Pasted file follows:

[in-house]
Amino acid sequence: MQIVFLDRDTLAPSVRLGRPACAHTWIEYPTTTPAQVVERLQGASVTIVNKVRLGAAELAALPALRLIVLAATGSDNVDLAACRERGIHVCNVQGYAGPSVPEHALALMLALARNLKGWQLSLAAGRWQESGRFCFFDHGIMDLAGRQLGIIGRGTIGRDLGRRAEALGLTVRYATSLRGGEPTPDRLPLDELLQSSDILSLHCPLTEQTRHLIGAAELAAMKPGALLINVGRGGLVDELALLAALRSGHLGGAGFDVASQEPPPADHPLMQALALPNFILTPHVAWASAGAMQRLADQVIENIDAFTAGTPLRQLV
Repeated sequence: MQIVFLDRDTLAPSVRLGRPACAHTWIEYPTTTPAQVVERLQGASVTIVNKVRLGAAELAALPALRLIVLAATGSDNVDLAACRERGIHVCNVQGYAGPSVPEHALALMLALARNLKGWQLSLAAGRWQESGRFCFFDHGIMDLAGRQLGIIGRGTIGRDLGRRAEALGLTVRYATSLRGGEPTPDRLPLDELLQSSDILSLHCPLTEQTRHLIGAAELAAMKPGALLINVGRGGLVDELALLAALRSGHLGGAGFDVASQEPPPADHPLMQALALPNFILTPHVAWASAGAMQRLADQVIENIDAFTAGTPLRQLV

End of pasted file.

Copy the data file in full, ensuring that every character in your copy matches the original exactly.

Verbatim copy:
[in-house]
Amino acid sequence: MQIVFLDRDTLAPSVRLGRPACAHTWIEYPTTTPAQVVERLQGASVTIVNKVRLGAAELAALPALRLIVLAATGSDNVDLAACRERGIHVCNVQGYAGPSVPEHALALMLALARNLKGWQLSLAAGRWQESGRFCFFDHGIMDLAGRQLGIIGRGTIGRDLGRRAEALGLTVRYATSLRGGEPTPDRLPLDELLQSSDILSLHCPLTEQTRHLIGAAELAAMKPGALLINVGRGGLVDELALLAALRSGHLGGAGFDVASQEPPPADHPLMQALALPNFILTPHVAWASAGAMQRLADQVIENIDAFTAGTPLRQLV
Repeated sequence: MQIVFLDRDTLAPSVRLGRPACAHTWIEYPTTTPAQVVERLQGASVTIVNKVRLGAAELAALPALRLIVLAATGSDNVDLAACRERGIHVCNVQGYAGPSVPEHALALMLALARNLKGWQLSLAAGRWQESGRFCFFDHGIMDLAGRQLGIIGRGTIGRDLGRRAEALGLTVRYATSLRGGEPTPDRLPLDELLQSSDILSLHCPLTEQTRHLIGAAELAAMKPGALLINVGRGGLVDELALLAALRSGHLGGAGFDVASQEPPPADHPLMQALALPNFILTPHVAWASAGAMQRLADQVIENIDAFTAGTPLRQLV